White rice, cornmeal and white potatoes are the three foods with the highest levels of starch. Just one serving of white rice (parboiled, cooked and unenriched) has 47 grams of starch. These types of foods generally digest in a very short time and cause blood sugar levels to spike.
Just like with fats and cholesterols, not all starches are the same. Some have a longer journey through the digestive tract, which means blood sugar levels do not jump as quickly or as much. Resistant starch does not even digest in the small intestine, and as a result, blood sugar remains largely unchanged.
In addition to rice, potatoes and cornmeal, grains in general are high in starch, as are beans and corn. Grains are a central ingredient in bread, pasta, cereal, biscuits, cookies and other foods that have flour. For those interested in blood sugar, though, the important element is what happens to the starch before people eat it.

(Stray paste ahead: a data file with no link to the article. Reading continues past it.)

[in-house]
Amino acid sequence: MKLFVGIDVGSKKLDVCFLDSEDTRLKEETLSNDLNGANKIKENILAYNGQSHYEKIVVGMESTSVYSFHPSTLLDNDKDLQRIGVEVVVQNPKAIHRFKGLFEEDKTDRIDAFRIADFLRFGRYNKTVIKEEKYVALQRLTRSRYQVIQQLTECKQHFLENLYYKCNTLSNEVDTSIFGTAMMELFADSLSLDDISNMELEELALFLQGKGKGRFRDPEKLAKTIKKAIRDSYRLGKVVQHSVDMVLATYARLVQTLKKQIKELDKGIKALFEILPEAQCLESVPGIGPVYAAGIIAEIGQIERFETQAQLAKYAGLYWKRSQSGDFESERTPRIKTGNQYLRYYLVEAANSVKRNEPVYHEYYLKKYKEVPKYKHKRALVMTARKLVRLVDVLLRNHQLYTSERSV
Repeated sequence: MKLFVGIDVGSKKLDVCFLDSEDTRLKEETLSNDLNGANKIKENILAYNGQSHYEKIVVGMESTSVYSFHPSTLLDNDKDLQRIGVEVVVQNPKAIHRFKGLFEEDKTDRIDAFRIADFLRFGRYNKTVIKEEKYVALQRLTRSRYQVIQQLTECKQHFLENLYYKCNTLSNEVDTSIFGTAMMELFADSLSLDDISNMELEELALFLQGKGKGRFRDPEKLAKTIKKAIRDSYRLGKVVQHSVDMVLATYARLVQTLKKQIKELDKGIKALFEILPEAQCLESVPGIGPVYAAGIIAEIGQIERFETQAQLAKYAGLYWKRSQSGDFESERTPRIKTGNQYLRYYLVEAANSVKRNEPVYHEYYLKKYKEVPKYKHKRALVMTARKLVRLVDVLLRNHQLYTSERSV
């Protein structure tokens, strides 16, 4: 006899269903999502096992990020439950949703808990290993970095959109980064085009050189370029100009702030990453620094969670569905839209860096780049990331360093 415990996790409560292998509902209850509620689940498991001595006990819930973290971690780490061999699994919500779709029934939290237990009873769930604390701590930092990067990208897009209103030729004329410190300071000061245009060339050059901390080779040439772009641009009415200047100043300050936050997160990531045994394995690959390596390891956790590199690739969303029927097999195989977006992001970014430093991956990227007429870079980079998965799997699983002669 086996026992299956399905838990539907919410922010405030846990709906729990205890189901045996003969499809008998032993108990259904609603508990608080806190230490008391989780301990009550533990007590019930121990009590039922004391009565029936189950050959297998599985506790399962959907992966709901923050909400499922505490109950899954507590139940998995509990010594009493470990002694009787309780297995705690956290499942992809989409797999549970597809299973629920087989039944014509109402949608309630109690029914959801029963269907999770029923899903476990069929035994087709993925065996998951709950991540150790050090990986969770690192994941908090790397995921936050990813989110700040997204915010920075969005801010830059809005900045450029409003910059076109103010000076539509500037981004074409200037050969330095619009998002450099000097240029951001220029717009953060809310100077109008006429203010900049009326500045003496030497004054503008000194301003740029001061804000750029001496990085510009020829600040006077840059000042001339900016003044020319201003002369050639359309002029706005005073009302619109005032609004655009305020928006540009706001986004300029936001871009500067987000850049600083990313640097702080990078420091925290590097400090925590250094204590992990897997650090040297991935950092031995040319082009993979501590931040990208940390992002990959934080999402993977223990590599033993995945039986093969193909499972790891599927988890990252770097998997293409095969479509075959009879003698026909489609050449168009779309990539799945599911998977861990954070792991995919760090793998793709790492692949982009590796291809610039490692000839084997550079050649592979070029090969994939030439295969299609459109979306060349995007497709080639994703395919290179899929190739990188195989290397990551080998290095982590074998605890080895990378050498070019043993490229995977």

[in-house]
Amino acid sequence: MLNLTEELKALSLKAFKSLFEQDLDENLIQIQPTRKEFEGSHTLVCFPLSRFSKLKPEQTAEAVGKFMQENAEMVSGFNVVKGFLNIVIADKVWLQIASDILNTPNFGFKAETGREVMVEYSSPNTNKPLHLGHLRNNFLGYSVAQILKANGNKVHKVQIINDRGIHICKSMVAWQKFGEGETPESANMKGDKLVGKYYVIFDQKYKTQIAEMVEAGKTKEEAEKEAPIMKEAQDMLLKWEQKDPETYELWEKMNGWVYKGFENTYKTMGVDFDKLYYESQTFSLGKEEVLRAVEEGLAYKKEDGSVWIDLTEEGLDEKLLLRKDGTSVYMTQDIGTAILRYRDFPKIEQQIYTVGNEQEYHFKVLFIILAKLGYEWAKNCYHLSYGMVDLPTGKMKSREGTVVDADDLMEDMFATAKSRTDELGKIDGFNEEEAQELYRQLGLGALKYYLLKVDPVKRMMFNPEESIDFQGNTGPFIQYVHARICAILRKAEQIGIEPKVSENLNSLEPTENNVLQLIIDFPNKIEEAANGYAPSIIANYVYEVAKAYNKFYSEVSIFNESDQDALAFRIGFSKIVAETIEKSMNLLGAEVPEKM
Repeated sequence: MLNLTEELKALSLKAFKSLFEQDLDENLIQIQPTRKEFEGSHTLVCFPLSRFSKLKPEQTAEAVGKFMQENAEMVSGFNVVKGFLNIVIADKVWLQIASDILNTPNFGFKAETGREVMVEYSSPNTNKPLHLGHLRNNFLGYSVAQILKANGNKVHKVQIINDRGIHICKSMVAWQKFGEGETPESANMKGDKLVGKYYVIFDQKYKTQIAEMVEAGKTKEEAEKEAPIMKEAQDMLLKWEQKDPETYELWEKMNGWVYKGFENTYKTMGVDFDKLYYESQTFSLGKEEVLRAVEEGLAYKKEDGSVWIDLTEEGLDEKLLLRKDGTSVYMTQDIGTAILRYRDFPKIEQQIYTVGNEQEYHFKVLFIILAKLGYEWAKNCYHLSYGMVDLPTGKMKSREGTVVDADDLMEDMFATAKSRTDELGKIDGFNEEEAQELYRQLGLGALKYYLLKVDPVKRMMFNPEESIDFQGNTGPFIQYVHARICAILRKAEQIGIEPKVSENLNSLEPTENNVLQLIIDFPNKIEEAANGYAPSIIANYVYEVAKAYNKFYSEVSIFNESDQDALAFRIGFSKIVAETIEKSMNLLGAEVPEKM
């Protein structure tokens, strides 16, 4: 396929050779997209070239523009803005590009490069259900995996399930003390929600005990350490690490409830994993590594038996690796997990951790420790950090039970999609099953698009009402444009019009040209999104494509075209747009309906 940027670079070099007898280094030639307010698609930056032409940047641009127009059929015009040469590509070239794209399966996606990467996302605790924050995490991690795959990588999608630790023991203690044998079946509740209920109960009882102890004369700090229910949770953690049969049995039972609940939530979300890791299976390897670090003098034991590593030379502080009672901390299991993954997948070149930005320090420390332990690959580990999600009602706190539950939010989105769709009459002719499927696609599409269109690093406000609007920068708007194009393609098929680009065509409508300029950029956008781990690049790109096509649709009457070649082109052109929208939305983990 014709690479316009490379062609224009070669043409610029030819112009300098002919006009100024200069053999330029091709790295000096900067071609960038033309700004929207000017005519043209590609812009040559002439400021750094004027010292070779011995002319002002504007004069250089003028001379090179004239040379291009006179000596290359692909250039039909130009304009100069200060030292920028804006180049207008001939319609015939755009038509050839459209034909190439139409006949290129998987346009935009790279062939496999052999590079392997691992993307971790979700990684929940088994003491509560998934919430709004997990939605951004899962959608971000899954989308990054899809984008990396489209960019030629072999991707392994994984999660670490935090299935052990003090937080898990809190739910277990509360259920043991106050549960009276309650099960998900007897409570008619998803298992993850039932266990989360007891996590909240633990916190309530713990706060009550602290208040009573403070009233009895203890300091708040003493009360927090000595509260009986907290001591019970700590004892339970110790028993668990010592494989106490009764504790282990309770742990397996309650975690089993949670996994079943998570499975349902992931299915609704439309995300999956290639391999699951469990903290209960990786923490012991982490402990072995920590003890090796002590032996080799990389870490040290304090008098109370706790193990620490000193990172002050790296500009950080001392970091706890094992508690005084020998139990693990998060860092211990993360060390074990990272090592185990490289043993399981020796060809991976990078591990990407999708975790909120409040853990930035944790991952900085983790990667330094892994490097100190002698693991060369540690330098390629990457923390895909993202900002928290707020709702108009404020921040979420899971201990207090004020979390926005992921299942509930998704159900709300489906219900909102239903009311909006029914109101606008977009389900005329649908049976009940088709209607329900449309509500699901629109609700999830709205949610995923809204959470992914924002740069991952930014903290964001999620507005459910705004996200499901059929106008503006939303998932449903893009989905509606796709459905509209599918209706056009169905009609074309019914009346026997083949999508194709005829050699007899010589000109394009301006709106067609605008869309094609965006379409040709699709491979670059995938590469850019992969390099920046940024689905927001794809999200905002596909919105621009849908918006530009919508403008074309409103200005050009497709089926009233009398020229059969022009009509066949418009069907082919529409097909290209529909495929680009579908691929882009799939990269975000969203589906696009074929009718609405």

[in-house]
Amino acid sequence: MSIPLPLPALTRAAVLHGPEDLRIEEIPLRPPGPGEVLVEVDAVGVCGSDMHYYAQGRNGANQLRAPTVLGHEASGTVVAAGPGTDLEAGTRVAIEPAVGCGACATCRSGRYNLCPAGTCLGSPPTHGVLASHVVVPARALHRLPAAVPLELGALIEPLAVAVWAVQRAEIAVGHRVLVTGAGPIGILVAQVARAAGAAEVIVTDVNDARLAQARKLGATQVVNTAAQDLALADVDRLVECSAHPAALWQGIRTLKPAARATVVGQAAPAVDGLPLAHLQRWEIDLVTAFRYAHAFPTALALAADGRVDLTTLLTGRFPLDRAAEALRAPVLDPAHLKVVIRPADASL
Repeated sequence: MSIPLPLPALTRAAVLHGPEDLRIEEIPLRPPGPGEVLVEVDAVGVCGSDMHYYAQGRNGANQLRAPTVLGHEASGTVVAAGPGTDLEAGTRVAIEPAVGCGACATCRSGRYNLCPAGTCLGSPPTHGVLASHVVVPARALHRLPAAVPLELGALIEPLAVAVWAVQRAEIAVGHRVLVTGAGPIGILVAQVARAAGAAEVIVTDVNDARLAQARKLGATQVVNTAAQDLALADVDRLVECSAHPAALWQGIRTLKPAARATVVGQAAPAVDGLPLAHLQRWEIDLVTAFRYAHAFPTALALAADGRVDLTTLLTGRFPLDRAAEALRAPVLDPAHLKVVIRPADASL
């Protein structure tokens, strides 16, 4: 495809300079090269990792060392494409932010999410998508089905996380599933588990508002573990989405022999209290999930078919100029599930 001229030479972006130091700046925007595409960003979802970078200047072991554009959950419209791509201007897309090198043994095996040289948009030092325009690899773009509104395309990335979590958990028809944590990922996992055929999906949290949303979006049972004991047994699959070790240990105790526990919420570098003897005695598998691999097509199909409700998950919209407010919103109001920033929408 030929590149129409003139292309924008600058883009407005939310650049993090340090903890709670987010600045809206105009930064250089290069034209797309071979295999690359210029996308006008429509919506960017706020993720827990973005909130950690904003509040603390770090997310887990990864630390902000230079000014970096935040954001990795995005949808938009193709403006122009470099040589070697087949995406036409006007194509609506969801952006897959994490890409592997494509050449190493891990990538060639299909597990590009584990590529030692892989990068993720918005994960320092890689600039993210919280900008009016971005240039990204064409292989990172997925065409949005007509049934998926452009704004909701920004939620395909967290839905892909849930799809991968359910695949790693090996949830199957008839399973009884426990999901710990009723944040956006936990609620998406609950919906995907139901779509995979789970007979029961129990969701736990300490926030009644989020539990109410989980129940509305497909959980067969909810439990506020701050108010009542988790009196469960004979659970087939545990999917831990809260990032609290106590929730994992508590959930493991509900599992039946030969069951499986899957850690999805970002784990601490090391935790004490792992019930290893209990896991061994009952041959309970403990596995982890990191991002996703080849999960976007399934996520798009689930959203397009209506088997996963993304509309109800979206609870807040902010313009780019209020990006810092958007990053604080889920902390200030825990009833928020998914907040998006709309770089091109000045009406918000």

Foods containing grains that have been ground and broken down completely are easier to digest and become sugar very soon after eating. Breakfast cereals and starches made from flour are in this group. When the legumes or grains remain whole, as in brown rice or beans, the starch takes much longer to break down. In fact, some of it goes completely through without digestion.